Author: Lisanne Sison


In biology, an ecosystem is a physical environment where plants, animals, humans, and other life are connected and impacted by the physical geography where they coexist, and the climate and weather around them.

A business ecosystem functions largely the same way: It's a complex, interconnected network that's tightly correlated with its business environment. By leveraging an ecosystem approach with Environmental, Social and Governance (ESG) risks, businesses can improve their long-term sustainability, increase stakeholder engagement and achieve a competitive advantage in the marketplace.

Connected Extremes Drive Compounding Risks

In June of 2020, an article published in the journal Nature titled "Understanding and managing connected extreme events" presented a multidisciplinary argument for how extreme events are connected and require an interdisciplinary and coordinated approach. Notably, the article connected societal drivers such as urbanization, water management, land use, forest management and other activities with climatic drivers that affect various hazards. For example, urbanization and deforestation contribute to increases in temperature, which in turn contribute to heat and air pollution.1

In addition to illustrating the various drivers of specific hazard events, this article further described societal impacts of connected extremes in five major sectors, including food, water, health, infrastructure and insurance. Below, I illustrate how these five major sectors are connected and part of a broader hazard ecosystem.

Scenario of a hazard ecosystem

Let's start with water. Though California has had a record-setting year for precipitation across the 2022-2023 rainy season, it follows multiple years of severe drought that drove up the risk of wildfires. In 2021 alone, there were nearly 7,400 wildfires, burning over 2.5 million acres, impacting nearly 4,000 structures and resulting in the deaths of three firefighters. The total damage of the 2021 wildfire season in California alone was estimated at $45 billion to $55 billion. The resulting smoke-degraded air quality and increased pollution are associated with increases in emergency department visits for respiratory conditions such as asthma, with a disproportionate impact on the elderly and those with other underlying health conditions.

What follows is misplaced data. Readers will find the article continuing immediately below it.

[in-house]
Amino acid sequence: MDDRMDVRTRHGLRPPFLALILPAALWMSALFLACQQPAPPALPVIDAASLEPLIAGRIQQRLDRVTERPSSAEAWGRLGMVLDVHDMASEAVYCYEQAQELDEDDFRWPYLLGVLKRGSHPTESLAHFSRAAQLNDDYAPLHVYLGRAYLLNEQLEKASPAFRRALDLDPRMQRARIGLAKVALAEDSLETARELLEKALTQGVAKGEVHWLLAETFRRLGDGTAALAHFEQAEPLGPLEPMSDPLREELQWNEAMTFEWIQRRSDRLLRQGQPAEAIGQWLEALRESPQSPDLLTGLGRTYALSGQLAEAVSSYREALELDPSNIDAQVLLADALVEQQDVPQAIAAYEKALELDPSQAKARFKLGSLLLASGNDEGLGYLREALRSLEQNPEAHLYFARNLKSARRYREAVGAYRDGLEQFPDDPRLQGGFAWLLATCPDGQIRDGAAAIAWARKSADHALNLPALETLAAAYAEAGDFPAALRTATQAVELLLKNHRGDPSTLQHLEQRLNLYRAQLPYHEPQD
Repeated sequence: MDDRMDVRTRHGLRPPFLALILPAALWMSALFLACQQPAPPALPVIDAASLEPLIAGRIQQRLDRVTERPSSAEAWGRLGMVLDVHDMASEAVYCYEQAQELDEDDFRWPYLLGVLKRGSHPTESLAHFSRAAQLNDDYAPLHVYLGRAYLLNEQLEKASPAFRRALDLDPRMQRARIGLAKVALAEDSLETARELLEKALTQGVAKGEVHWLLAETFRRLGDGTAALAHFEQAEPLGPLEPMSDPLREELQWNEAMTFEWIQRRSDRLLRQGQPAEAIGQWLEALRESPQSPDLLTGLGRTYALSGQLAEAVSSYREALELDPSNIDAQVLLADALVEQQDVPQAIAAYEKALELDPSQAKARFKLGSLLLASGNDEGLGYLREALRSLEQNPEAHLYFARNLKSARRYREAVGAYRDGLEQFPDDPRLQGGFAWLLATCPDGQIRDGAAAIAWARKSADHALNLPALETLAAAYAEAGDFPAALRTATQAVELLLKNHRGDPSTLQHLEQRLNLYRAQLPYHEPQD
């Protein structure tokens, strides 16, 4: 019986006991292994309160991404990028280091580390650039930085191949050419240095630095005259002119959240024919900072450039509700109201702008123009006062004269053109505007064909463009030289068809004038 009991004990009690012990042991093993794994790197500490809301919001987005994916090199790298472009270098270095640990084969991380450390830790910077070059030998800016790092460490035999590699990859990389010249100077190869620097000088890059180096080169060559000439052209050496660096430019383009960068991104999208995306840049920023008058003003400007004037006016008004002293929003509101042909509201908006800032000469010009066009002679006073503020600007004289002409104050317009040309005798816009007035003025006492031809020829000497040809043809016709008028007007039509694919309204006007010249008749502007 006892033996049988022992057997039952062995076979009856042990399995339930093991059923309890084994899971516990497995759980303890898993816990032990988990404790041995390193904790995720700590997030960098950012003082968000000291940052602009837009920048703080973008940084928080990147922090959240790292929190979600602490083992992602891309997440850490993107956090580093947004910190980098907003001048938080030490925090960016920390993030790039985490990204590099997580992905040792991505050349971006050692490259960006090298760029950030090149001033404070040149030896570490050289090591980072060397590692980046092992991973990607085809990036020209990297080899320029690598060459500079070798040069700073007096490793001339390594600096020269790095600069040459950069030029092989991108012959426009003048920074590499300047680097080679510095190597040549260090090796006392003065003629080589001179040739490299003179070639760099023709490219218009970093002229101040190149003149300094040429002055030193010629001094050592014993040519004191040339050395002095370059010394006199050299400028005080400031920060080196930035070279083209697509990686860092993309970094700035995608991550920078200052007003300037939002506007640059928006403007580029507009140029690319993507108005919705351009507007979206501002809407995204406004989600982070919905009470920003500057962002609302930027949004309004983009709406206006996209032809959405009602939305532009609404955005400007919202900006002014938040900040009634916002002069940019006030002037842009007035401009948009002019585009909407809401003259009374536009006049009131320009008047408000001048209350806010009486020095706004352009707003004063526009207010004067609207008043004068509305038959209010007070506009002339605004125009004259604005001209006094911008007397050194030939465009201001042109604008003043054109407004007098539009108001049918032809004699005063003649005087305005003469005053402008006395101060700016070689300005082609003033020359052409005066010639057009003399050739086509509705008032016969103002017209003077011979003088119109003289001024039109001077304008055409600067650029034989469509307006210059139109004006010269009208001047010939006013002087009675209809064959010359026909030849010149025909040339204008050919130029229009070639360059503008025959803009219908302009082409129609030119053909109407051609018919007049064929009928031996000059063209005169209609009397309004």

In addition to fire risk, the drought significantly impacted food availability and prices. According to a 2021 drought impact assessment conducted by the University of California, Merced, the drought reduced surface water deliveries in 2021 by 5.5 million acre-feet (maf).2 As a result, farms increased groundwater pumping by about 4.2 maf, with a net reduction of 1.4 maf of water. This reduction was correlated with an estimated direct economic cost of $1.2 billion, and approximately 8,700 full- and part-time job losses. Major crops impacted included rice, cotton, grain and other crops. Rain-fed feed crops and pastures suffered sizeable losses as well, impacting some dairy farms and increasing the overall acreage of idled land. Collectively, these losses led to some food shortages and impacted supply chains, and the increased costs of milk, beef, grain and other items were passed on to consumers, resulting in higher food prices and contributing to inflation.

Just this one example of a single year of drought illustrates the connected impacts on water, food, health, infrastructure and insurance, in addition to the overall economic impact. If you compound this event with increasingly severe hurricanes and weather events in other parts of the country, a more complex ecosystem of interconnected risks begins to emerge.

Relevance to risk management and insurance

From an insurance perspective, these compounding events and losses continue to drive up the cost of property coverage. According to the National Oceanic and Atmospheric Administration (NOAA), the US has sustained 348 weather and climate disasters since 1980, where overall damages/costs exceeded $1 billion. The 1980-2022 annual average was 8.1 such events, but the annual average for the last five years (from 2018 to 2022) increased to 18 billion-dollar events per year.

This increase in overall probability has necessitated a shift in how insurers estimate and quantify the potential impact of various hazards. In addition, the volatility and uncertainty of these events have increased the importance of having accurate property valuation data, solid forecasting models, and an understanding of key vulnerabilities and contributing factors. It's also important to understand these hazards and how they interconnect to other exposures.

The natural ecosystem isn't separate from the business ecosystem, and a collaborative and integrated approach is required to tackle both the drivers and impacts of these scenarios on organizations. Using a risk-based approach, such as enterprise risk management, can help organizations understand which natural exposures are material to their business, guide the identification and implementation of appropriate mitigation strategies to address their ESG risks and support more resilient operations.

Author Information


1Raymond, Colin et al. "Understanding and Managing Connected Extreme Events," Nature, 15 Jun 2020.

2Medellín-Azuara, Josué et al. "Economic Impacts of the 2021 Drought on California Agriculture," The University of California Merced, 24 Feb 2022. PDF file.

3"Billion-Dollar Weather and Climate Disasters," NOAA National Centers for Environmental Information, updated 10 Apr 2023.